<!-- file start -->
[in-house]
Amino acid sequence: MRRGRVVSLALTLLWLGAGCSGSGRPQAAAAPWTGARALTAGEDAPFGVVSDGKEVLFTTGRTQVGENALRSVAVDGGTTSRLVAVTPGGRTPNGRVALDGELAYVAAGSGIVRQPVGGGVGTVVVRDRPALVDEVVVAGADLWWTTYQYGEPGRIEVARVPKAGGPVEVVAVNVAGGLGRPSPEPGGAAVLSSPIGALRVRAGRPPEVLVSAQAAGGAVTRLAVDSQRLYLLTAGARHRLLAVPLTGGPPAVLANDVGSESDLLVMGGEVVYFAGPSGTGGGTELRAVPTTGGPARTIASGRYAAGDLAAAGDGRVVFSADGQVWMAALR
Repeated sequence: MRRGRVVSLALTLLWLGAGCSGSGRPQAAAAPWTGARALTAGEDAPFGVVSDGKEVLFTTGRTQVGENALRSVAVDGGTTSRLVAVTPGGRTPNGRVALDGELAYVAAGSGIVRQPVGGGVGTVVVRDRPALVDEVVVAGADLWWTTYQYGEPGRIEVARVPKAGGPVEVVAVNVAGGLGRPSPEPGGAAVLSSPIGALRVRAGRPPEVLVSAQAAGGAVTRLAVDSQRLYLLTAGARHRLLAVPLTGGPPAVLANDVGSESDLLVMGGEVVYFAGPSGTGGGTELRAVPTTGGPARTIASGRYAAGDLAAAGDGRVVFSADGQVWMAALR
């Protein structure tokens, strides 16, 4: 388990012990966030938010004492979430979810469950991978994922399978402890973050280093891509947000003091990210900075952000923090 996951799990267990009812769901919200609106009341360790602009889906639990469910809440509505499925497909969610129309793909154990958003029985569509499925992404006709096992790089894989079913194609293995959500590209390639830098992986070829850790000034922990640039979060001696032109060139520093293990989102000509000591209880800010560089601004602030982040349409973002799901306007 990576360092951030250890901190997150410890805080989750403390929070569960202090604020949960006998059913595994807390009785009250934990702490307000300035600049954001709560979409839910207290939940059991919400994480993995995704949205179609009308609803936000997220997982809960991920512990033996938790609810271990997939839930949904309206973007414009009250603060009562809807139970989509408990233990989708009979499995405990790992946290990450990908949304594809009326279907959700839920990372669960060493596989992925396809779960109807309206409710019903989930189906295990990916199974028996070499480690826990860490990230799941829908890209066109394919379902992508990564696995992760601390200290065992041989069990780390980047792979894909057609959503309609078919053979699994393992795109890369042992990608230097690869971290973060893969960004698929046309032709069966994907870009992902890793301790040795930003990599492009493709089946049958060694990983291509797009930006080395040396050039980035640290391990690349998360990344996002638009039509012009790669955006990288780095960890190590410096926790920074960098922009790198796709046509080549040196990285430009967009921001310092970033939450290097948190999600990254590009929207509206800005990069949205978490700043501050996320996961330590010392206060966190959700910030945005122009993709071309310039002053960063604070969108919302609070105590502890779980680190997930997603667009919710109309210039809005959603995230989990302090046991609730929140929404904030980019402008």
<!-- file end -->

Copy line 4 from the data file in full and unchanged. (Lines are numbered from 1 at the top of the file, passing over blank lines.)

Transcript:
């Protein structure tokens, strides 16, 4: 388990012990966030938010004492979430979810469950991978994922399978402890973050280093891509947000003091990210900075952000923090 996951799990267990009812769901919200609106009341360790602009889906639990469910809440509505499925497909969610129309793909154990958003029985569509499925992404006709096992790089894989079913194609293995959500590209390639830098992986070829850790000034922990640039979060001696032109060139520093293990989102000509000591209880800010560089601004602030982040349409973002799901306007 990576360092951030250890901190997150410890805080989750403390929070569960202090604020949960006998059913595994807390009785009250934990702490307000300035600049954001709560979409839910207290939940059991919400994480993995995704949205179609009308609803936000997220997982809960991920512990033996938790609810271990997939839930949904309206973007414009009250603060009562809807139970989509408990233990989708009979499995405990790992946290990450990908949304594809009326279907959700839920990372669960060493596989992925396809779960109807309206409710019903989930189906295990990916199974028996070499480690826990860490990230799941829908890209066109394919379902992508990564696995992760601390200290065992041989069990780390980047792979894909057609959503309609078919053979699994393992795109890369042992990608230097690869971290973060893969960004698929046309032709069966994907870009992902890793301790040795930003990599492009493709089946049958060694990983291509797009930006080395040396050039980035640290391990690349998360990344996002638009039509012009790669955006990288780095960890190590410096926790920074960098922009790198796709046509080549040196990285430009967009921001310092970033939450290097948190999600990254590009929207509206800005990069949205978490700043501050996320996961330590010392206060966190959700910030945005122009993709071309310039002053960063604070969108919302609070105590502890779980680190997930997603667009919710109309210039809005959603995230989990302090046991609730929140929404904030980019402008």